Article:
Hundreds of birdwatchers flocked to Pasir Ris Farmway 3 in Singapore over the weekend to witness the mating ritual of a pair of Pin-Tailed Whydahs.
The Pin-Tailed Whydahs, a species regularly observed in the grasslands of northeastern Singapore, were seen engaging in a fascinating courtship dance at the grass patch.
The male Whydah birds, known for their distinctive long tails and bright red beaks, attracted more than 500 onlookers eager to capture the moment on camera.
In multiple videos captured by bird enthusiasts, the male bird can be seen fluttering in the air, singing and flicking his tail up and down while trying to catch the female’s attention during the dance.
Birds Engaged In A Courtship Dance In Mating Ritual
Last weekend, from 26 to 28 May 2023, numerous Facebook posts in the Singapore Wildlife Sightings and Bird Sightings groups reported sightings of Pin-Tailed Whydahs at Pasir Ris Farmway 3.
These birds are known to frequent the open grasslands of northeastern Singapore, as documented in a report by the National University of Singapore (NUS).
The enthusiastic crowd witnessed the captivating mating ritual between two Pin-Tailed Whydahs, as captured in the uploaded videos.
The male bird performed an enchanting mid-air “dance routine”, fluttering up and down, while the female observed from a tall perch.
The male’s striking red beak and long, mesmerising tail feathers added to his impressive appearance, creating a captivating scene for all who witnessed it.
Despite its brief duration, the enthralling dance exudes a romantic aura as the male bird serenades his courtship performance with melodic singing while maintaining eye contact with the female.
Who said chivalry was dead?
Upon receiving acceptance from the female, the male Pin-Tailed Whydah would stop his dance and proceed to mount her from behind, symbolising the completion of the mating process.
However, despite his persistent efforts, there exists a possibility that the female may decline the male’s advances and take flight.
In such cases, the male may pursue her and engage in another dance or patiently await another female bird to turn up.
Hundreds Gathered In the Heat to Catch Mating Process
Fortunately, despite a few anxious moments when the male unintentionally dislodged the female from her perch due to his over-enthusiasm, the pair successfully engaged in mating, much to the delight of the onlookers.
The captivating mating event took place on 28 May 2023, at around 6 pm, attracting many photographers and bird enthusiasts who were eager to witness the spectacle.
The bustling crowd stood in stark contrast to the typically serene ambience of Pasir Ris Farmway 3, an ulu part of Singapore that is not commonly frequented by many.
The campsite was abuzz with a throng of patient bird watchers, eagerly anticipating the birds’ courtship displays over three days.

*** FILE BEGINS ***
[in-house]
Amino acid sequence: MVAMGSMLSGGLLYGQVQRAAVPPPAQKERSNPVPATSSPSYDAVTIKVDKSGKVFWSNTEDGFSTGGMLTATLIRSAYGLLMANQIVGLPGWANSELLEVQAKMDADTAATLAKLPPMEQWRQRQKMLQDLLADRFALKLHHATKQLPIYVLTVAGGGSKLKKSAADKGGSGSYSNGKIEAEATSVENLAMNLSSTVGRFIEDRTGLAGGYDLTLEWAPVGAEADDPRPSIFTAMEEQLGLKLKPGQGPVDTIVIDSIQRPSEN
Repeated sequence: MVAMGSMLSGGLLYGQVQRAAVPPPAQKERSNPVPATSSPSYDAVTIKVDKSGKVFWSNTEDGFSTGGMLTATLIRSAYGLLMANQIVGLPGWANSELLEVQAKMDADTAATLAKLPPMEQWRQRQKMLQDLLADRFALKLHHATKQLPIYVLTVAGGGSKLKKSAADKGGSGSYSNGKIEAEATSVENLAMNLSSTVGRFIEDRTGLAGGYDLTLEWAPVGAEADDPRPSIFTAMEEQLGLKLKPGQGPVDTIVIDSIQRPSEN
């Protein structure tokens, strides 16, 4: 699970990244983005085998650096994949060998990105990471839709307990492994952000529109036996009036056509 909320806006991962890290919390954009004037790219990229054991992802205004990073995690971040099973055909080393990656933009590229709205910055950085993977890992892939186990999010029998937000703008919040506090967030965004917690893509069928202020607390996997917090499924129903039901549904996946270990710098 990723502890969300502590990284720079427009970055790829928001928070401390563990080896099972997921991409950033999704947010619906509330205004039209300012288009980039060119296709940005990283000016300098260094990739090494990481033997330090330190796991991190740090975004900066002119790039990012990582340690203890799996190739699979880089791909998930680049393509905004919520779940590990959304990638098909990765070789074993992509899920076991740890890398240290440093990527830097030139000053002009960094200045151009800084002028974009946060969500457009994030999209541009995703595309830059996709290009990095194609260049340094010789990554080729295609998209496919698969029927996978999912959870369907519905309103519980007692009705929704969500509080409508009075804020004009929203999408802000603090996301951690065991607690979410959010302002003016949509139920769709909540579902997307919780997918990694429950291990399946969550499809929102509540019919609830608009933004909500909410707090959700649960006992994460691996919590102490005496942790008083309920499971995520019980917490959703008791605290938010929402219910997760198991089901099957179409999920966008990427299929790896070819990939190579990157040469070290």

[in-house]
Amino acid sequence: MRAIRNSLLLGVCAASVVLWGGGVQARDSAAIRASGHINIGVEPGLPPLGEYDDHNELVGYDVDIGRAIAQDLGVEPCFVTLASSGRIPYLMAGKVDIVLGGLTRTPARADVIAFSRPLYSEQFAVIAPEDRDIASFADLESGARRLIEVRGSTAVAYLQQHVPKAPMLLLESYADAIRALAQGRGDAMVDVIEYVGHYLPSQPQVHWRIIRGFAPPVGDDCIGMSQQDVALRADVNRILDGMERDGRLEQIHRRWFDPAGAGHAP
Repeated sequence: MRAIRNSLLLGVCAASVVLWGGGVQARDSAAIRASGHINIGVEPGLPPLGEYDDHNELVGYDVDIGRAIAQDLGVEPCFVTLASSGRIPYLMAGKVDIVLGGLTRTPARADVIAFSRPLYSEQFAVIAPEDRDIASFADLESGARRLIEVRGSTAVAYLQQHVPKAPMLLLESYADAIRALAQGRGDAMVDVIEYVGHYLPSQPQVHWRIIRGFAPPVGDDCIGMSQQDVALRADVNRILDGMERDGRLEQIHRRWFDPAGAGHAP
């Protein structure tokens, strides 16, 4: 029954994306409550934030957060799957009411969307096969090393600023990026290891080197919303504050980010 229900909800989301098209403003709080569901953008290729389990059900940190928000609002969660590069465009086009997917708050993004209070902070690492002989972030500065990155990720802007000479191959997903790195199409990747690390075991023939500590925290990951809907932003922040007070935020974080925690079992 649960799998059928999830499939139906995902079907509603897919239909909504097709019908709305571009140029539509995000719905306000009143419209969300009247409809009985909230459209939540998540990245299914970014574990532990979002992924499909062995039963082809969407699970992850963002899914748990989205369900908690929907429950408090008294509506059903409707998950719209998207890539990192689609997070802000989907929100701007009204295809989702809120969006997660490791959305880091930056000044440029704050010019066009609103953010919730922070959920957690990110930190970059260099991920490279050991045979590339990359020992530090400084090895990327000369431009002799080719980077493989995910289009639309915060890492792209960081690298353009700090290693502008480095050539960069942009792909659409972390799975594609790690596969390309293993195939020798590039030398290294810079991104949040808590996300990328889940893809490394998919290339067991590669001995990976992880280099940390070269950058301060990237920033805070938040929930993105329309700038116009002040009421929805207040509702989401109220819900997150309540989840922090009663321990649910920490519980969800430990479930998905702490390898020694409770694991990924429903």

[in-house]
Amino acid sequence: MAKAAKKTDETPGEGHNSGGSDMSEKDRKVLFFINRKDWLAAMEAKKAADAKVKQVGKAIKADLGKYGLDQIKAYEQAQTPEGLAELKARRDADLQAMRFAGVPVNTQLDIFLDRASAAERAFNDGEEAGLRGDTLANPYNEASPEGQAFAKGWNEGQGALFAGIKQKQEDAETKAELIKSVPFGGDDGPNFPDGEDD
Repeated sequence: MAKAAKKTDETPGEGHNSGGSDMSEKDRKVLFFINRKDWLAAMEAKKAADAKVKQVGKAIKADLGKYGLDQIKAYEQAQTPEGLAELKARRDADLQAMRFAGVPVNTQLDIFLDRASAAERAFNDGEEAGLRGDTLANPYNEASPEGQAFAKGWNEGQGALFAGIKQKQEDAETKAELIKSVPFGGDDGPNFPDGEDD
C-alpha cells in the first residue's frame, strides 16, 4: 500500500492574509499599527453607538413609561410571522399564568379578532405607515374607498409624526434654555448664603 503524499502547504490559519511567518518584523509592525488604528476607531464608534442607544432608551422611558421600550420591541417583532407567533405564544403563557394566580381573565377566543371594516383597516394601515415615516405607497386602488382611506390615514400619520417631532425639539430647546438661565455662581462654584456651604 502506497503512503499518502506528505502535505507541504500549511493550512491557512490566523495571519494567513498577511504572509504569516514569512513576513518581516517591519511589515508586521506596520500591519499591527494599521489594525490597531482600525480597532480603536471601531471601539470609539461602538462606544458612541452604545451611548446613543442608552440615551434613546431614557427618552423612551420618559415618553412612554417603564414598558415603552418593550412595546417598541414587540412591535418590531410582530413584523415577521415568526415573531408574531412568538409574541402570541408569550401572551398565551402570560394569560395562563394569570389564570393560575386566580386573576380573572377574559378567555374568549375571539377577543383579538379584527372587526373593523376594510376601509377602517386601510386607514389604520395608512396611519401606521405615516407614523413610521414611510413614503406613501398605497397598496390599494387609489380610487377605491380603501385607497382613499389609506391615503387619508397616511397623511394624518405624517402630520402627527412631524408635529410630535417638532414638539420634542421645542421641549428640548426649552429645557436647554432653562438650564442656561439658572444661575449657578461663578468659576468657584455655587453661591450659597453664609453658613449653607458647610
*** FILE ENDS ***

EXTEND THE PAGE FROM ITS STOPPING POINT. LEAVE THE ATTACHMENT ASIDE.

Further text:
According to one photographer’s estimate, the number of people present at the field reached approximately 300 on 27 May 2023, and over the past three days, around 500 birders flocked to the site to catch a glimpse of the sighting
Thanks to the persistent efforts of the bird-watchers and the Pin-Tailed Whydahs, numerous videos have been recorded showcasing the mating rituals of several other birds.
What Are Pin-Tailed Whydahs
Although Pin-Tailed Whydahs have been observed in Singapore since 1986, they are not indigenous to the island.
According to NUS, the Pin-Tailed Whydah, a songbird measuring approximately 13cm long, is native to Africa.
This species is commonly spotted in South Africa and can also be seen in Zimbabwe, Mozambique, as well as parts of Namibia and Botswana.
While male and female Pin-Tailed Whydahs can be challenging to distinguish outside of their breeding season, they display striking differences during mating season, which falls in the months of June, July, and August.
During this period, the male undergoes a remarkable transformation, showcasing white feathers, a vibrant red bill, a black cap, and a flowing black tail measuring about 20cm long.
While their mating dance is captivating to witness, it is noteworthy that Pin-Tailed Whydahs employ a less favourable breeding strategy known as brood parasitism.
This means they lay their eggs in the nests of other bird species, such as Waxbills, and manipulate the host birds into raising their young as their own.
Once hatched, the Whydah chicks possess a wide-open bill resembling that of the host species, particularly the Waxbills.
However, the Whydah chicks are larger and more demanding in their begging behaviour than the Waxbill chicks.
This often leads to the unfortunate outcome of the host parent prioritising the feeding of the Whydah chicks, resulting in the neglect and eventual demise of their own Waxbill offspring.
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